We serve ourselves beverages and snacks from the lounge buffet and begin to discuss what we think we should do in Hanoi tomorrow. We all take out our references notes and compare city highlights with items in the Tauck itinerary on Monday. We decide the Old Quarter, Hoan Kiem Lake and the Museum of Literature would fill the bill.

Once thing I notice about the Japanese airport and the plane to Hanoi is that the Japanese like their temperature MUCH warmer than Americans. Although it's chilly outside (30 degrees Fahrenheit), inside they keep the temperature at 80 or so. We begin peeling off layers of
clothing…perhaps conditioning ourselves for the equatorial temps we will encounter over the coming weeks.

I post my Day One blog from the JAL Lounge and we head off to board our JAL flights to Hanoi. Here we catch up with Peggy and Frank Gundlach, who flew American through Chicago. Their plane was an hour late taking off, so they were nervous about the connection. They are breathless when they arrive at our gate. They are relieved to meet up with us, and more importantly, our plane.

Our trans-Pacific flight was labeled “JAL” but had an American crew, American food,etc. Our flight to Hanoi is truly Japanese. Pretty Japanese women who smile and bow, who are dressed much fancier than their American counterparts; and food is as yummy as the days of yore. Patrick chooses the Western entrée (hamburger); I choose the Japanese entrée (white fish) but end up with the French entrée (tenderloin) because of the popularity of the fish selection among our fellow business class travelers.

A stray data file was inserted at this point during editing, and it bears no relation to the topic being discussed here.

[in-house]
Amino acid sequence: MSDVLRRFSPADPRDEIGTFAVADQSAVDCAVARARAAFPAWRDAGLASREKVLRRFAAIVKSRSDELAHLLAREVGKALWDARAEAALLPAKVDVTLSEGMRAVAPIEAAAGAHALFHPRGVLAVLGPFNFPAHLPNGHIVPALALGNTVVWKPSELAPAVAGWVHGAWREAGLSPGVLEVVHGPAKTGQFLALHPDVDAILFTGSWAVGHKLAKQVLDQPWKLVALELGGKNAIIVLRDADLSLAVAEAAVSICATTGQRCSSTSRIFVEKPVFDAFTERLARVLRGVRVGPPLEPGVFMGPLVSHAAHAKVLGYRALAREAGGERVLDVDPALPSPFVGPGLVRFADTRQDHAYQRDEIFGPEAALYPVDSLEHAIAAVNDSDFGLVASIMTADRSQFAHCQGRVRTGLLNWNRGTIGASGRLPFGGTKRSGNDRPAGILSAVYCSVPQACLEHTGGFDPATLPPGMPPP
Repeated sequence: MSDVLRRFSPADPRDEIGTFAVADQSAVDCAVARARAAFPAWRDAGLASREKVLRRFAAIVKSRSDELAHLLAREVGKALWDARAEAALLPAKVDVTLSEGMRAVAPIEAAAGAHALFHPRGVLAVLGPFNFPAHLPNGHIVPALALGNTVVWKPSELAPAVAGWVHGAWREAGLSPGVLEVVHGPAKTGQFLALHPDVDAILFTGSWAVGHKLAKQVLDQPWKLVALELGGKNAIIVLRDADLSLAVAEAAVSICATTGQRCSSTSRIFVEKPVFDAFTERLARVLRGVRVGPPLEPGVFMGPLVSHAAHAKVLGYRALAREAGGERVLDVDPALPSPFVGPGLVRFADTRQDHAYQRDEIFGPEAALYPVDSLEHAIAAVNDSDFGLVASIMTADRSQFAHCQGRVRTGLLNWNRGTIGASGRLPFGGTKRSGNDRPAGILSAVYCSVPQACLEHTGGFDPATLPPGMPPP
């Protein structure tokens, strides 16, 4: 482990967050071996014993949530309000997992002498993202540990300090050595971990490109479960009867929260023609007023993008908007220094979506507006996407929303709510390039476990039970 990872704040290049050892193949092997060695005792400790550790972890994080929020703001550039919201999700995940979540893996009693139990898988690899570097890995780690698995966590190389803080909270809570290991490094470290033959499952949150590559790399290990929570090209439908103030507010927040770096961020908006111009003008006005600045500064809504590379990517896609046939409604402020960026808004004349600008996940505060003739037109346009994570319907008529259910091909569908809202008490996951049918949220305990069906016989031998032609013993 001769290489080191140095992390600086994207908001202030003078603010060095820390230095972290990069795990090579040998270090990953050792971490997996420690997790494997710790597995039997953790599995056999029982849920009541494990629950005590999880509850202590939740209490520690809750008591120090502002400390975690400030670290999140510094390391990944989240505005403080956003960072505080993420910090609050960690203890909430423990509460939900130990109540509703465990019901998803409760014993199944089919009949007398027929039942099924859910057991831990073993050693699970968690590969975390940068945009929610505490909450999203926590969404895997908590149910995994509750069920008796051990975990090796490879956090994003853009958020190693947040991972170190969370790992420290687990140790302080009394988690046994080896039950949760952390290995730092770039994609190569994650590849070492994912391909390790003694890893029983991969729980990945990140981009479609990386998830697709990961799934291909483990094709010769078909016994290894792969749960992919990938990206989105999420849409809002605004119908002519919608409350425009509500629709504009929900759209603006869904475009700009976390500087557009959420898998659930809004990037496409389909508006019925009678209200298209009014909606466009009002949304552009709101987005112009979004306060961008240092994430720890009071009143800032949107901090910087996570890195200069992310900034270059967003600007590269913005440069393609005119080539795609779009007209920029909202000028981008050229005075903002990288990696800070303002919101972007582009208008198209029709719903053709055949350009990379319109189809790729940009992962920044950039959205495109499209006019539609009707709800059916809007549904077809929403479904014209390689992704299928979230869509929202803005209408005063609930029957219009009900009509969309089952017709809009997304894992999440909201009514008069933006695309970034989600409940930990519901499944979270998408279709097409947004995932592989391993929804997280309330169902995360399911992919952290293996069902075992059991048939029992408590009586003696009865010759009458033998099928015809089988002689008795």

The plane, as I mentioned, is warm. There are no movies or entertainment, so I listened to a little of my audio book, Bill Knoedelseder's “Bitter Brew” about Anheuser-Busch, and open my laptop to continue my blog ramblings.

Did I mention that Tauck was pretty adamant about our luggage restrictions? One checked bag per person, weighing no more than 44 pounds. One carry-on bag each, weighing no more than 15 pounds. That was really a challenge for me. Luckily Patrick “lent” me 15 of his available
pounds. Even so, some items that thought they were headed to Indochina are, in fact, not. Get over it.

In addition to my laptop, my iPhone, his iPad, there are numerous other pieces of electronic equipment. Two cameras (my new red Nikon P510 with 42X zoom, my older Olympus with 26X zoom, brought along as a back-up, just in case something were to go wrong.) I have electric curlers, battery chargers, curling iron, hair dryer, converters/adaptors. My carry-on briefcase is a maze of wires and cables.

I have some of my other favorite things to pack:

Electrical tape for repairs
Collapsible cane, just in case
Water bottle, to control temperature at night, service as a head rest or rump rest (came in handy on the Serengeti)
Flat sink stopper for soaking clothes overnight in